Minneapolis tornado rated up to EF 2, winds reached 135 mph

Categories: Weather

tornado mollyapolis1.jpg
mollyapolis/flickr
Sunday's tornado classified as an EF2 at times.
The truth is that you probably don't care much whether the National Weather Service designates a tornado an EF 1 or an EF 2 after your home has been shredded, and you've lost loved ones or seen them injured. All you know is, hell touched down on Earth for a few brief moments and destroyed everything you know.

But the weather service keeps track of these things for scientific reasons, and the classification tells us just how hard the wind was likely blowing when parts of north Minneapolis were destroyed on Sunday.

Tornadoes are measured on something called the Enhanced Fujita Scale, and gauged according to the kind of visible damage they leave behind. Here are the categories [DETAILS].

  • EF0 - 65-85 mph(Gale)
  • EF1 - 86-110 mph (Weak)
  • EF2 - 111-135 mph (Strong)
  • EF3 - 136-165 mph (Severe)
  • EF4 - 166-200 mph (Devastating)
  • EF5 - 200mph or more (Incredible)

tornado webster1.jpg
Tony Webster
The tornado's winds may have reached 135 mph.
The weather service says Sunday's twister first touched down in St. Louis Park about three-quarters of a mile south southwest of the I-394-Hwy 100 interchange, crossed Hwy 100 and struck homes along Cedar Lake Road after crossing I-394, and turned to the north-northeast. At that point it was rated an EF 0.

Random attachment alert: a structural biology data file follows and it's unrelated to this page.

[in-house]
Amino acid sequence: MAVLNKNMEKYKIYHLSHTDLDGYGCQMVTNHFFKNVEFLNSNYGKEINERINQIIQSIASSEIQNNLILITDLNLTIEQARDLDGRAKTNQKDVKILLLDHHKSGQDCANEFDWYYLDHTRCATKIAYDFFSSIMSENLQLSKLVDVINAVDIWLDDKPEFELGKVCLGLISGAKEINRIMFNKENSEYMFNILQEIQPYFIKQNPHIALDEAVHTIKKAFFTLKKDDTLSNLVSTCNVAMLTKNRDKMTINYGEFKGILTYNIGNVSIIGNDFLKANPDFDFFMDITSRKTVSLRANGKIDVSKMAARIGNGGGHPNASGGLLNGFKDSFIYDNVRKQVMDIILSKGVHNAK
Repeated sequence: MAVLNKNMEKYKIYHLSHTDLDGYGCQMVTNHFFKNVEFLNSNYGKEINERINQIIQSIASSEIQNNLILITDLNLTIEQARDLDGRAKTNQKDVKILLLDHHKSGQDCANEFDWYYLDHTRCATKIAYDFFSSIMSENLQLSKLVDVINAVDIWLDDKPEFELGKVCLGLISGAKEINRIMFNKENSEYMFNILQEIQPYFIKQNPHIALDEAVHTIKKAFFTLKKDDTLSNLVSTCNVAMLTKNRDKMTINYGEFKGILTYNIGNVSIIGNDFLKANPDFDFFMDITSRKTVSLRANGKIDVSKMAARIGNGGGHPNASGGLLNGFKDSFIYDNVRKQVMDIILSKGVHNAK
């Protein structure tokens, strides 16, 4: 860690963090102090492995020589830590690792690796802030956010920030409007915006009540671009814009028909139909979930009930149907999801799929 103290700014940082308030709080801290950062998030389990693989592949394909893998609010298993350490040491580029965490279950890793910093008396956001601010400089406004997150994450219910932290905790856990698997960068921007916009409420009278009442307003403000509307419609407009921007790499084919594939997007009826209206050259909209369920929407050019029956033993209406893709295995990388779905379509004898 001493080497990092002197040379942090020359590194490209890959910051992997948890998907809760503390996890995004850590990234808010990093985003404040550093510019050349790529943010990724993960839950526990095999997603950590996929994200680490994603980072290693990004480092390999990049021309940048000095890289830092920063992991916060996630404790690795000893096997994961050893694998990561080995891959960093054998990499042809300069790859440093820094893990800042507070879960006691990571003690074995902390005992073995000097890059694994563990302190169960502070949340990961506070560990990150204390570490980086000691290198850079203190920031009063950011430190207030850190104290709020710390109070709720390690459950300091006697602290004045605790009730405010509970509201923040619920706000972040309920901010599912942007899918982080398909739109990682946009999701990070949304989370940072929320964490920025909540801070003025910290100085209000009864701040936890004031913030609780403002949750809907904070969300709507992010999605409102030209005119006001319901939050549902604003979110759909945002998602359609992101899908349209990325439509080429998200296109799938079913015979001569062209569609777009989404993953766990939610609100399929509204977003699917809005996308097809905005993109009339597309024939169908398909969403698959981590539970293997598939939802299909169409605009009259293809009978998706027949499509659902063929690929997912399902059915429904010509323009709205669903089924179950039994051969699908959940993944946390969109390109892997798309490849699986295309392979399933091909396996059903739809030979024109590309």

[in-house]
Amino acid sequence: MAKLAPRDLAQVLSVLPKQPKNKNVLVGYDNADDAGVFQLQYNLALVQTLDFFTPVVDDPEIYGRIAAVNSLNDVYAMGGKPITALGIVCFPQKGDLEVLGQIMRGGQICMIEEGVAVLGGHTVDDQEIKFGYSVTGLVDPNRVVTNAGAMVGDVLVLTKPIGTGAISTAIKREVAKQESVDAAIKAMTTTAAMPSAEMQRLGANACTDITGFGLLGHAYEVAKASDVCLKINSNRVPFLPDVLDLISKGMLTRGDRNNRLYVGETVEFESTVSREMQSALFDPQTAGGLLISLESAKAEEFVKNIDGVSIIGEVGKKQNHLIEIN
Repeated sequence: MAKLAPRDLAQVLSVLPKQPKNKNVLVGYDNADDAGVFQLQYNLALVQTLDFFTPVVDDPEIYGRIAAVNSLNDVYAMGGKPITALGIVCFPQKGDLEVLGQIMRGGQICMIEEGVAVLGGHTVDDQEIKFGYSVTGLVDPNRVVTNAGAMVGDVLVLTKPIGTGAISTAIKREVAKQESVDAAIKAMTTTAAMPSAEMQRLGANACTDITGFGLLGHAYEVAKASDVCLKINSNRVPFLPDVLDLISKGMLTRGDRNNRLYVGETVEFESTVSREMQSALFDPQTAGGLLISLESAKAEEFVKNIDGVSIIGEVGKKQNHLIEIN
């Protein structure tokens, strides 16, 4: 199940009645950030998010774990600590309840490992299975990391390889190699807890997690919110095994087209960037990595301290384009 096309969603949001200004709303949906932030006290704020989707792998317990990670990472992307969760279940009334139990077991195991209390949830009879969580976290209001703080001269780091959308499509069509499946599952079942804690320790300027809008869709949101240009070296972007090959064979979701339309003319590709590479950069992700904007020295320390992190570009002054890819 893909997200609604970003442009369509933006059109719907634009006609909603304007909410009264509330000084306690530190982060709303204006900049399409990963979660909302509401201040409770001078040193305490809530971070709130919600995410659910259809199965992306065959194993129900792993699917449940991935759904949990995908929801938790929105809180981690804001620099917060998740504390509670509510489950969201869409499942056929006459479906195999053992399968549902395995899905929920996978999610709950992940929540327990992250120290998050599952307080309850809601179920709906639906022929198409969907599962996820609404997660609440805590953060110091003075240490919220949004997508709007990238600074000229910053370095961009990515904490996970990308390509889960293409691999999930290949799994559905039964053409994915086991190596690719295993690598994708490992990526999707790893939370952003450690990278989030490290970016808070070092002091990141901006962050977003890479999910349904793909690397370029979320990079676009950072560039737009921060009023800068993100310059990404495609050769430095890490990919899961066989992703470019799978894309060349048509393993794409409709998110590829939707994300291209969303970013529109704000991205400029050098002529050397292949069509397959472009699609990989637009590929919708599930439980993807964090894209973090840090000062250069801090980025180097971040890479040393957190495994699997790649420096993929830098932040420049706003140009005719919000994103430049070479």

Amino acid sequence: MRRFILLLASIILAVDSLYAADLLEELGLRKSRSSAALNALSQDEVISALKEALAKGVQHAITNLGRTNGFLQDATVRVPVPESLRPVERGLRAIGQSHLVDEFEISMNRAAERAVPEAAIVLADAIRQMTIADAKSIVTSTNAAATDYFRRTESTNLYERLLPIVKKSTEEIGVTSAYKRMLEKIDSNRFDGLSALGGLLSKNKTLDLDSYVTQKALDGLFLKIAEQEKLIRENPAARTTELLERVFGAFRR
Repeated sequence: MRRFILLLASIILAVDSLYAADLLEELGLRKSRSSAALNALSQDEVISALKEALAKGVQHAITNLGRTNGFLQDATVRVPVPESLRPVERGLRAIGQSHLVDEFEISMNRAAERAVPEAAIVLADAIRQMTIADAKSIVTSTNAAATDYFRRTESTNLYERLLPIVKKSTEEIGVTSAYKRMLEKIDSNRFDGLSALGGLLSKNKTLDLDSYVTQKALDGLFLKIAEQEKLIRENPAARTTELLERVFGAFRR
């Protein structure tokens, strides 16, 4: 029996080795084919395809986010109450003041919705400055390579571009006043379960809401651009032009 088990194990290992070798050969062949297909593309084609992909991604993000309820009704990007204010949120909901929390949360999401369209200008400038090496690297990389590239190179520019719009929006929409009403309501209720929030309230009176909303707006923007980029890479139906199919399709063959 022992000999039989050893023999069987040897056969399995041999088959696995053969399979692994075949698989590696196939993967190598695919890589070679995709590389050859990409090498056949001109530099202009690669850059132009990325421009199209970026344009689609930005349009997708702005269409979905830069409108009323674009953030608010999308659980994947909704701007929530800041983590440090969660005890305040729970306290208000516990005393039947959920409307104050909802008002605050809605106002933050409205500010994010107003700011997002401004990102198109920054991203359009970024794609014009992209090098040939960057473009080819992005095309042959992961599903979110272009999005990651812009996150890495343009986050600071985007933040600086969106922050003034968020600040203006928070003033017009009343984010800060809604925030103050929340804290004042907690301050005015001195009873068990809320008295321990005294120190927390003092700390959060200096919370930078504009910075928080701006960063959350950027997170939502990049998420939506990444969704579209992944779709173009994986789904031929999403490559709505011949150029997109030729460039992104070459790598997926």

From there, the storm crossed Wirth Lake, entered Minneapolis and strengthened to an EF 1. It crossed the intersections of Broadway and Penn, Lowry and Logan, and 42nd and Lyndale, and then crossed the Mississippi just north of the Camden Bridge. From there it went on to do damage in the northern suburbs.

tornado mollyapolis1.jpg
mollyapolis/flickr
So according to the EF Scale, Sunday's tornado reached peak wind speeds of about 135 mph. A "strong" twister, it left two people dead, more than 30 injured and more than 100 homes destroyed.

The destruction is tragic and it will be long lasting. But compare it to Sunday's "devastating" EF 4 tornado that leveled a third of Joplin, Missouri. It killed at least 118 people, and something like 1,500 are still unaccounted for.

More on the tornado:


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